Two weeks ago, my little Husky got some much needed lovin’ thanks to my one man pit crew. It’s really a nice service, you should try it. All you have to do is marry some dude that loves motorcycles too and stuff just shows up in the garage. He’s like the Tooth Fairy but for motorcycles. (And will also probably smother me with a pillow for calling him a fairy.)
New beefy hoops replaced the old shagged out knobblies.
And… TA DA! I have a new seat. Now to the untrained eye this seat probably looks just like the old seat. But, this seat is a magic seat. It is full of kittens and rainbows and doesn’t cut into your bum the way the stocker did. The result? Your ass is not on fire after 50 miles.
Aside from making a world of difference comfort-wise this little number has bought me about 3/4 of an inch in height. When you’re barely able to touch the ground with both feet at the same time, that’s huge.
Though my wee Husky is already lowered an inch with a Koubalink, generally speaking I kind of have to shift one foot to the other for solid footing. But I’ve found that I don’t have to shift quite as much now. I can get my toes on the ground with one foot and kinda tippy toe with the other for stability. Size matters!
One of My Favorite Things About the Klim Altitude Jacket
When you get a new piece of riding gear, the first moment that you put it on everything is wonderful. It’s the best jacket/pants/pair of gloves you’ve ever had. It isn’t until down the road that you find the little things about it that bug you. Or on the flip side, you find something you really appreciate about the garment. You’ve really got to put it through it’s paces in different conditions to make a fair assessment.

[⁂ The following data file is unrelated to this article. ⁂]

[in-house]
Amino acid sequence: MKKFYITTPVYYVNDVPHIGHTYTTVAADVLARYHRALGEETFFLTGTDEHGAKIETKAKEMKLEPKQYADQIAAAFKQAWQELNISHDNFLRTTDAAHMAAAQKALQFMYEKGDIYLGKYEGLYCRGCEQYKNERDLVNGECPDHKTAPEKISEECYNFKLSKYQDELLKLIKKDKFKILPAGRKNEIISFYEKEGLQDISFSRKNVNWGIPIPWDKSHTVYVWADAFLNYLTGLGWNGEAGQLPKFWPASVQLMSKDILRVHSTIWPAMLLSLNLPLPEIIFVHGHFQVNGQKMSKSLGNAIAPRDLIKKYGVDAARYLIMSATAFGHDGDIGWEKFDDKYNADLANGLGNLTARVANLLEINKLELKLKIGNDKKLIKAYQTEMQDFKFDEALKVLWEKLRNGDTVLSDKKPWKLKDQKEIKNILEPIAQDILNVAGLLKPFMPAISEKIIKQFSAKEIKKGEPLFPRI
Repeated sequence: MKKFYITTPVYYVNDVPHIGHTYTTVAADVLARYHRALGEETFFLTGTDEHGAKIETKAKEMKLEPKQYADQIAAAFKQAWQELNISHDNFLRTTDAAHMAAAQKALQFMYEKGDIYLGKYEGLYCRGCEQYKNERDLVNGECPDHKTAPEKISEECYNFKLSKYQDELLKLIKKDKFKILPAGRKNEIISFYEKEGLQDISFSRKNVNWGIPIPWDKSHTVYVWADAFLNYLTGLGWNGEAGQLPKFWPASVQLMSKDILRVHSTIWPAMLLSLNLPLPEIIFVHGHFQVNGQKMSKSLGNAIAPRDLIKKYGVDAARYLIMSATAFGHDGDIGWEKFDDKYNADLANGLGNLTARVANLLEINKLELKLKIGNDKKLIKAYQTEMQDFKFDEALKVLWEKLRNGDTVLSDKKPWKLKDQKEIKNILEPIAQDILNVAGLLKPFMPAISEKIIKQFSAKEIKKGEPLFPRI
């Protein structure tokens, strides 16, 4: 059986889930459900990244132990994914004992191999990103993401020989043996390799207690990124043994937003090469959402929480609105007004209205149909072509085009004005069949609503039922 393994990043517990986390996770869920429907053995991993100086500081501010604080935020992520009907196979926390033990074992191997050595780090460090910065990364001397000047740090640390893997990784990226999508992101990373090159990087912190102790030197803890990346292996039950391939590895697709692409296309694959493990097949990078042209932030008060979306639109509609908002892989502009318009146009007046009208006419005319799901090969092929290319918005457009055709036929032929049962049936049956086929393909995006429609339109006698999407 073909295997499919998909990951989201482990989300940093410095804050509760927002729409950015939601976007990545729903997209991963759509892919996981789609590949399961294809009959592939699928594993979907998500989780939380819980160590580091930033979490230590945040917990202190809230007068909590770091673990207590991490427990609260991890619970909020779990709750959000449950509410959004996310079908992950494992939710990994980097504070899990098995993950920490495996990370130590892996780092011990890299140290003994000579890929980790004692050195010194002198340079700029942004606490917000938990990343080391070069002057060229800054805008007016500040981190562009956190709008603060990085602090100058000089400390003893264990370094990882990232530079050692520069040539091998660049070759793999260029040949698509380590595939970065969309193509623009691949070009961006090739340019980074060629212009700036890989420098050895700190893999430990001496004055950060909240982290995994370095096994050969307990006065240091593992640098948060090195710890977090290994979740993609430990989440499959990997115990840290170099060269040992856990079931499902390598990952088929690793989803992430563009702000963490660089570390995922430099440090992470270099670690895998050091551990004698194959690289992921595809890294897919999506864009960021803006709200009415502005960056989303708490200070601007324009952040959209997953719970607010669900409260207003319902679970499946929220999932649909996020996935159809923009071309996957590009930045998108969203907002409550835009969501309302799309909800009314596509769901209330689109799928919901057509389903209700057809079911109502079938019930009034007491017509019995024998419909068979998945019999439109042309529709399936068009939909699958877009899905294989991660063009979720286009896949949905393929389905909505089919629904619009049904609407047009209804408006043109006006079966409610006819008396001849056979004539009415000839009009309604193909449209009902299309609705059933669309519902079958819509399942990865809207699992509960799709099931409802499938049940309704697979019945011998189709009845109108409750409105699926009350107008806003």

That is one of my biggest gripes with the way riding gear is reviewed across the web. Someone takes one ride in a jacket and gives a review. You know? Riding 20 miles in a jacket doesn’t cut it. Wear it for a week, a month, in variable conditions THEN review it.
And I get it. Reviews need to be timely to sell the current model but the process is often flawed, in my opinion.
::Taking my curmudgeon hat off::
So, on the lighter side of things – Of course I LOVE the waterproofness of the gear. But if you would’ve told me that one of the things I would appreciate most about my Klim Altitude jacket was 2 stupid clips inside the front pockets, I would’ve rolled my eyes at you. Which I’m really good, by the way.
Two stinkin’ clips.
Inside of one pocket, I clip my itty bitty point-n-shoot camera and on the other, I clip in my SPOT tracker. And then… my life is perfect.
As a motorcyclist, you know how it goes. Sometimes you pull over to the side of the road to snap a photo and have to go fumbling around pulling your (non-DSLR) camera out. Maybe you keep it in your tankbag or topbox so that it doesn’t get wet. *fumble*fumble*walk*walk*snap*walk*walk*fumble*fumble*
Because my life is now perfect, I get off the bike (or maybe not) pull the camera out of my pocket without fear of dropping it, because in my perfect life it’s clipped to me, and *snap*. Then I willy-nill-illy shove the camera back in my pocket. And I am freeeeeee!
Well, I finally broke down and ordered a Spot Gen 3 Tracker. I hope that I never, ever need it and it becomes a $150 insurance policy.
I’d been waffling on the whole topic – feeling like I never go anywhere remote enough to warrant having one. But as history shows, I could fling myself down in to a ravine or get into trouble a few hundred miles from home just as easily as some highfalutin globe trotter.
The more I thought about it, the more I realized that just in the last 6 months I have been quite a few places that had no cell service. So,… what the hell? At the very least my mom can watch my progress on a road trip. (No matter how old you are you’re always Mama’s baby.)
They are offering a $50 rebate on the Spot Gen 3 right now if you’re on the fence. Perhaps that will sway you a bit.
Have you or anyone you know benefitted directly from using a Spot?